Few places in Northern Ireland of comparable size have as rich a history as the village of Doagh in the Sixmilewater valley of County Antrim.

The district has produced some remarkable individuals, including the pioneer of education William Galt and the mechanical genius John Rowan. But countless others, whose names have been largely forgotten, have also contributed to the history of Doagh. In the 1790s the village was alive with revolutionary fervour and suffered as a consequence in the wake of the 1798 Rebellion. In the early 1800s it witnessed the excitement of a hunt when the gentry of south Antrim descended on the village. In the later nineteenth century many people found work in the spinning mill. The twentieth and twenty-first centuries have brought their own changes and challenges.

For additional information, readers should refer to the fine history of Kilbride by the Rev. R. R. Cox (A History of the Parish of Kilbride (1959)), which was reprinted and updated as Mills, Ministers and Moggies: The story of a County Antrim church and village (2000). There is also a good history of Kilbride Presbyterian Church (Kilbride Presbyterian Church 1848-1998 (1998)) which not only covers the congregation, but also provides additional details on other aspects of the area’s past. The general history of this part of County Antrim is expertly covered in Robert Armstrong’s Through the Ages to Newtownabbey.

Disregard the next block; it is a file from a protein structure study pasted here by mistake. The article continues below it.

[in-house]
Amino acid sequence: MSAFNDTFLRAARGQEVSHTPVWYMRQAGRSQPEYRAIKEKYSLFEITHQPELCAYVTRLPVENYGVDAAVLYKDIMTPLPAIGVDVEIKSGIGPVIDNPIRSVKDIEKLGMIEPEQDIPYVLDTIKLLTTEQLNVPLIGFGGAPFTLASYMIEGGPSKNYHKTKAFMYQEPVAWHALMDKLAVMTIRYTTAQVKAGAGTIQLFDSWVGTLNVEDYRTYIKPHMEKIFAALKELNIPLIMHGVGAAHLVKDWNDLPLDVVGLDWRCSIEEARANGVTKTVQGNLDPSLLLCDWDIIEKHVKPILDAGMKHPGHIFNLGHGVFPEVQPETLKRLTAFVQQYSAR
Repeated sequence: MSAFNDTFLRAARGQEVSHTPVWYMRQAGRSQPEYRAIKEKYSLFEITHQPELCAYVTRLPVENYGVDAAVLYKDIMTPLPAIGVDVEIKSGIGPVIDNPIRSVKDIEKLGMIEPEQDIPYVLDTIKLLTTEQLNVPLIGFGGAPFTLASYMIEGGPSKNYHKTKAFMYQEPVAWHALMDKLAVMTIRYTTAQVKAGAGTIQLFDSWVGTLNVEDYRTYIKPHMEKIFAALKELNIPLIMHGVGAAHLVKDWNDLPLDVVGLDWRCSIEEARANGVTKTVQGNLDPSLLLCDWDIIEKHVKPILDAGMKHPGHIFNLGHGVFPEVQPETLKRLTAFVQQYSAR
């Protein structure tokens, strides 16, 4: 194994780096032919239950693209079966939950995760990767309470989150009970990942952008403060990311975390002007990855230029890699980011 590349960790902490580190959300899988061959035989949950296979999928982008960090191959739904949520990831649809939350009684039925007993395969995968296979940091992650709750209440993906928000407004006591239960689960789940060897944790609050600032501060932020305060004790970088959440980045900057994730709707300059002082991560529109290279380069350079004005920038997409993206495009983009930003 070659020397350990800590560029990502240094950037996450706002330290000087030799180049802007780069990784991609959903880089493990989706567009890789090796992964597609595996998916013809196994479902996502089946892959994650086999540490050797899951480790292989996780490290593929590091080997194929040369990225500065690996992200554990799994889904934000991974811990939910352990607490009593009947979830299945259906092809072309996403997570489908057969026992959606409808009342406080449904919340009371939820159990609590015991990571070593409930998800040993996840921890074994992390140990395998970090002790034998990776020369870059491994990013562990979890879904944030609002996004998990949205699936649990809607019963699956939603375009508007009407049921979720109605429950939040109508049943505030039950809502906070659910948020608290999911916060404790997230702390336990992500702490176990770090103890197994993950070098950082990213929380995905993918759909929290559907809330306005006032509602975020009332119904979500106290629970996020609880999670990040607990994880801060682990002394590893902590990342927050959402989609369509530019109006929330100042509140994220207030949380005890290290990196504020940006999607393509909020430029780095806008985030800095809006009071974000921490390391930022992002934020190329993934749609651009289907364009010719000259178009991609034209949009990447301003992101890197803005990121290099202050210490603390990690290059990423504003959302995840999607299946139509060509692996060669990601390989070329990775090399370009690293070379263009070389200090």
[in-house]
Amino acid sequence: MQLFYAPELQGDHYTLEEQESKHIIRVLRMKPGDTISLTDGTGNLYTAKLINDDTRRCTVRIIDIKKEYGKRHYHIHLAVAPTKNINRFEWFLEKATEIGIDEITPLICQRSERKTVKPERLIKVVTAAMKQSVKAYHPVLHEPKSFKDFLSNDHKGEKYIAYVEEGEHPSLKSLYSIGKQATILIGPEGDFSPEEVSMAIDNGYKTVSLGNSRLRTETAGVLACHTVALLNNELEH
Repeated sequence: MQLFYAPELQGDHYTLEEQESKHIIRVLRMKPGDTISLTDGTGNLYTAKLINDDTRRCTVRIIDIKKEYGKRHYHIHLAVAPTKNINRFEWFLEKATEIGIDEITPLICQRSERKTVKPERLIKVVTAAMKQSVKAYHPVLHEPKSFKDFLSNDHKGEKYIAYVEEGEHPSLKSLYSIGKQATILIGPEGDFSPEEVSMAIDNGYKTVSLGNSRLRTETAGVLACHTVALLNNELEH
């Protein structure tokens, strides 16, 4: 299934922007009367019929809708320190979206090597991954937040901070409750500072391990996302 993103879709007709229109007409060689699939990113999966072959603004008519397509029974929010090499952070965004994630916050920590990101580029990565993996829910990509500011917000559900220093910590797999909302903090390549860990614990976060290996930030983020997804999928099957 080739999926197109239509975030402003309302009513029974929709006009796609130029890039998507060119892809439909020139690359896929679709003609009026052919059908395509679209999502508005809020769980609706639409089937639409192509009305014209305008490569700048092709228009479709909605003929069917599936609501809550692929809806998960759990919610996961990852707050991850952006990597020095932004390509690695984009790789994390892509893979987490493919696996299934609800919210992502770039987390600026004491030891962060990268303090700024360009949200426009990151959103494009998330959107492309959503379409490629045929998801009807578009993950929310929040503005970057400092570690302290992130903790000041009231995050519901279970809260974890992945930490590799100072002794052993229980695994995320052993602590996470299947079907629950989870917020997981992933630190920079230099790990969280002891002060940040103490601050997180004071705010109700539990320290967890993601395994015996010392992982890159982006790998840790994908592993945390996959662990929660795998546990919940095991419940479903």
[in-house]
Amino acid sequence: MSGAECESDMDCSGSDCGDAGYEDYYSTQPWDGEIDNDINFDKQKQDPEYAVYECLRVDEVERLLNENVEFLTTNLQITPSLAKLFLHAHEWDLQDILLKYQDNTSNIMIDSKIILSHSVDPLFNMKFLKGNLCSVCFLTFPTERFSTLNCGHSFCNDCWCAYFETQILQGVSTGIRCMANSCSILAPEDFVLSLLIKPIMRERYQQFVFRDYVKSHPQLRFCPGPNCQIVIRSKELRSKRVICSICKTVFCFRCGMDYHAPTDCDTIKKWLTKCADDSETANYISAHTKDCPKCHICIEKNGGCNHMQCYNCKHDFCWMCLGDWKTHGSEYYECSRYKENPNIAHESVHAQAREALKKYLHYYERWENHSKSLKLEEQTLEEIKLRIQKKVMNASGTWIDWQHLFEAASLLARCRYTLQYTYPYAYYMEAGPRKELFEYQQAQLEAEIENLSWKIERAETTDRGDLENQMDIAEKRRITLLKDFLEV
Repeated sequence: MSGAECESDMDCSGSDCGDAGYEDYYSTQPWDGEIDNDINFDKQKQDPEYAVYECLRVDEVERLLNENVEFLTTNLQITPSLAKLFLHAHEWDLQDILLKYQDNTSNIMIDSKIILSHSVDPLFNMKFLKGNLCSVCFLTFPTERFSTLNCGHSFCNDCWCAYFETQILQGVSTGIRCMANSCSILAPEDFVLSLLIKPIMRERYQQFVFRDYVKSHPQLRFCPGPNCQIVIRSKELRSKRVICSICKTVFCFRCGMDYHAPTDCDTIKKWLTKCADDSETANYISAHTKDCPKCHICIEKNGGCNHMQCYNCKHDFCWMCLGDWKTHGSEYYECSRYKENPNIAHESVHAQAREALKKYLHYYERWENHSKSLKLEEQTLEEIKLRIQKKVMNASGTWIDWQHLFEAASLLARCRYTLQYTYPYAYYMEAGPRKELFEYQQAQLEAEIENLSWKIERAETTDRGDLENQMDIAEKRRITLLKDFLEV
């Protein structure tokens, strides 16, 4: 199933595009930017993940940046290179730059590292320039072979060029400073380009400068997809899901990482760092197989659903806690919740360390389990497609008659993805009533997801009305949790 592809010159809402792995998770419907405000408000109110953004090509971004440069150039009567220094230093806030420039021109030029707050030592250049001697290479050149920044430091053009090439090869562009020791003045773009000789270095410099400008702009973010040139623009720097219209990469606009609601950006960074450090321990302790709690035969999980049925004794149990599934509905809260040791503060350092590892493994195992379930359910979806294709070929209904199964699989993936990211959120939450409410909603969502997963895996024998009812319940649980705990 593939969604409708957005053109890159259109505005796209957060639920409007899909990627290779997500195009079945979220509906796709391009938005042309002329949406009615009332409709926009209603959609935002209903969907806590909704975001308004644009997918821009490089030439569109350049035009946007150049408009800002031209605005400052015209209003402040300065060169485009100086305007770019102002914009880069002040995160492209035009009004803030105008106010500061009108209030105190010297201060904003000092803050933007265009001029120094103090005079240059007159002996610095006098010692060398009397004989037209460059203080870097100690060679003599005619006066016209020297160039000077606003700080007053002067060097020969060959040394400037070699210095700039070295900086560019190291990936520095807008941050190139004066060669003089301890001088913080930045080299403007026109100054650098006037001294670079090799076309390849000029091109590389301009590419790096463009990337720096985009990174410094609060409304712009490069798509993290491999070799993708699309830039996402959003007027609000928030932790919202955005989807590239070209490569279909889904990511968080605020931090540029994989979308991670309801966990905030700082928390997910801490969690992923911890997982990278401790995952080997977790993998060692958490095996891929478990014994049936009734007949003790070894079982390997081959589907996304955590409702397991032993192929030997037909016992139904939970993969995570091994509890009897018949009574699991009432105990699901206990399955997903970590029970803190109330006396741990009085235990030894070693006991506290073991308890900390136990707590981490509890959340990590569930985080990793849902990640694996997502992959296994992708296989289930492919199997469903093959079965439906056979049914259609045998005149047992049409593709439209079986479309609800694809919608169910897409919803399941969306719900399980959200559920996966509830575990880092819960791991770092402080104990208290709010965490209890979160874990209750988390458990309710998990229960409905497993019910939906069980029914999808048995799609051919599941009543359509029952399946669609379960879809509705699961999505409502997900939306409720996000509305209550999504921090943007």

For assistance with the compilation of this website, we are grateful to the following individuals:

  • Bob Adams
  • Margaret Adams
  • Donald Alexander
  • Leith Burgess
  • Jim Cardwell
  • Noel Crymble
  • Alex Hill
  • Etta Mann
  • David McConnaughie
  • Annette McKee
  • Paul Richmond
  • Dr William Roulston
  • Sandy Sherrard
  • Rev. Derek Weir